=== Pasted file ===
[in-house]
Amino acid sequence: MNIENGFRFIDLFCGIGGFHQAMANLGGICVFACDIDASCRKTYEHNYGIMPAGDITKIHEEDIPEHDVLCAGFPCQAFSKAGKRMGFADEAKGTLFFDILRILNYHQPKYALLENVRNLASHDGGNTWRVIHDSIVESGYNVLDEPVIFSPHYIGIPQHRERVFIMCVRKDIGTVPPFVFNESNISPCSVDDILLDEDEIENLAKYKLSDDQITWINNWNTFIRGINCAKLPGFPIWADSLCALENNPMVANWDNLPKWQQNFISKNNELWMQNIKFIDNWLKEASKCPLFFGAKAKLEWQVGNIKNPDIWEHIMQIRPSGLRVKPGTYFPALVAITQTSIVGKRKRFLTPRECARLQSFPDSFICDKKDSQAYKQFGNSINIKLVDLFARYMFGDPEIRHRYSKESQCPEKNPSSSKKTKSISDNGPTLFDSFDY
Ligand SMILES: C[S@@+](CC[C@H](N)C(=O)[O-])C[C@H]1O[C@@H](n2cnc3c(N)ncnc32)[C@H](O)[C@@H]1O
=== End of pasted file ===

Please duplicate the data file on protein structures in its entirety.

[in-house]
Amino acid sequence: MNIENGFRFIDLFCGIGGFHQAMANLGGICVFACDIDASCRKTYEHNYGIMPAGDITKIHEEDIPEHDVLCAGFPCQAFSKAGKRMGFADEAKGTLFFDILRILNYHQPKYALLENVRNLASHDGGNTWRVIHDSIVESGYNVLDEPVIFSPHYIGIPQHRERVFIMCVRKDIGTVPPFVFNESNISPCSVDDILLDEDEIENLAKYKLSDDQITWINNWNTFIRGINCAKLPGFPIWADSLCALENNPMVANWDNLPKWQQNFISKNNELWMQNIKFIDNWLKEASKCPLFFGAKAKLEWQVGNIKNPDIWEHIMQIRPSGLRVKPGTYFPALVAITQTSIVGKRKRFLTPRECARLQSFPDSFICDKKDSQAYKQFGNSINIKLVDLFARYMFGDPEIRHRYSKESQCPEKNPSSSKKTKSISDNGPTLFDSFDY
Ligand SMILES: C[S@@+](CC[C@H](N)C(=O)[O-])C[C@H]1O[C@@H](n2cnc3c(N)ncnc32)[C@H](O)[C@@H]1O